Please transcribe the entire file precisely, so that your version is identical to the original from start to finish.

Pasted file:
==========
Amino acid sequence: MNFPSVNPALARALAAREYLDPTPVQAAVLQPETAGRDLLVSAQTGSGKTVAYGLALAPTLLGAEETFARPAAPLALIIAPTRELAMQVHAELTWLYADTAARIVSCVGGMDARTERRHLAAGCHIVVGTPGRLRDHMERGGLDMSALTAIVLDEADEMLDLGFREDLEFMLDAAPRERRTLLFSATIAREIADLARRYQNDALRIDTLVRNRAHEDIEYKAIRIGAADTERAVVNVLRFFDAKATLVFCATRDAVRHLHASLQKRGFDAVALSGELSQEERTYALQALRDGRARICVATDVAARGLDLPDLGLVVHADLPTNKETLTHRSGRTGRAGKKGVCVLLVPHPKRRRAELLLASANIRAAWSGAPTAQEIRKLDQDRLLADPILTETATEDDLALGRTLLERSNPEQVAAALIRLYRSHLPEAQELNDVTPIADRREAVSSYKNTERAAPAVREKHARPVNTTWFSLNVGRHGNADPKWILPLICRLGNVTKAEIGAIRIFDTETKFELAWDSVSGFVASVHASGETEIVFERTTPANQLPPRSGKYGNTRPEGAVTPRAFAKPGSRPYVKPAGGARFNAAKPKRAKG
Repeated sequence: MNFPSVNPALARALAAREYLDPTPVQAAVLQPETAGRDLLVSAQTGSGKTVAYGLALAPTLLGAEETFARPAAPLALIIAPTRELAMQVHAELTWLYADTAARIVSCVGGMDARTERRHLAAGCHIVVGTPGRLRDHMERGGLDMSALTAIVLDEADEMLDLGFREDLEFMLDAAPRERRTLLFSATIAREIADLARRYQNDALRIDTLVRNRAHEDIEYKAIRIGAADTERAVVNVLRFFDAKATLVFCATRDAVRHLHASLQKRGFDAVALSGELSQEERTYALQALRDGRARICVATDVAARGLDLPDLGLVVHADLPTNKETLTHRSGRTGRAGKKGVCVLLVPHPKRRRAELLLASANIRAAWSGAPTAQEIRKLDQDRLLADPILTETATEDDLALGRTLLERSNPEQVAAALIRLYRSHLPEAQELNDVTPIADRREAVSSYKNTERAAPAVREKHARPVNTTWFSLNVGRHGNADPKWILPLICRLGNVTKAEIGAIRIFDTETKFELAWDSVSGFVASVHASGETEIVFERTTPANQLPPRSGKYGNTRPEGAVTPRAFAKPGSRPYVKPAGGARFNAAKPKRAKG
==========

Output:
Amino acid sequence: MNFPSVNPALARALAAREYLDPTPVQAAVLQPETAGRDLLVSAQTGSGKTVAYGLALAPTLLGAEETFARPAAPLALIIAPTRELAMQVHAELTWLYADTAARIVSCVGGMDARTERRHLAAGCHIVVGTPGRLRDHMERGGLDMSALTAIVLDEADEMLDLGFREDLEFMLDAAPRERRTLLFSATIAREIADLARRYQNDALRIDTLVRNRAHEDIEYKAIRIGAADTERAVVNVLRFFDAKATLVFCATRDAVRHLHASLQKRGFDAVALSGELSQEERTYALQALRDGRARICVATDVAARGLDLPDLGLVVHADLPTNKETLTHRSGRTGRAGKKGVCVLLVPHPKRRRAELLLASANIRAAWSGAPTAQEIRKLDQDRLLADPILTETATEDDLALGRTLLERSNPEQVAAALIRLYRSHLPEAQELNDVTPIADRREAVSSYKNTERAAPAVREKHARPVNTTWFSLNVGRHGNADPKWILPLICRLGNVTKAEIGAIRIFDTETKFELAWDSVSGFVASVHASGETEIVFERTTPANQLPPRSGKYGNTRPEGAVTPRAFAKPGSRPYVKPAGGARFNAAKPKRAKG
Repeated sequence: MNFPSVNPALARALAAREYLDPTPVQAAVLQPETAGRDLLVSAQTGSGKTVAYGLALAPTLLGAEETFARPAAPLALIIAPTRELAMQVHAELTWLYADTAARIVSCVGGMDARTERRHLAAGCHIVVGTPGRLRDHMERGGLDMSALTAIVLDEADEMLDLGFREDLEFMLDAAPRERRTLLFSATIAREIADLARRYQNDALRIDTLVRNRAHEDIEYKAIRIGAADTERAVVNVLRFFDAKATLVFCATRDAVRHLHASLQKRGFDAVALSGELSQEERTYALQALRDGRARICVATDVAARGLDLPDLGLVVHADLPTNKETLTHRSGRTGRAGKKGVCVLLVPHPKRRRAELLLASANIRAAWSGAPTAQEIRKLDQDRLLADPILTETATEDDLALGRTLLERSNPEQVAAALIRLYRSHLPEAQELNDVTPIADRREAVSSYKNTERAAPAVREKHARPVNTTWFSLNVGRHGNADPKWILPLICRLGNVTKAEIGAIRIFDTETKFELAWDSVSGFVASVHASGETEIVFERTTPANQLPPRSGKYGNTRPEGAVTPRAFAKPGSRPYVKPAGGARFNAAKPKRAKG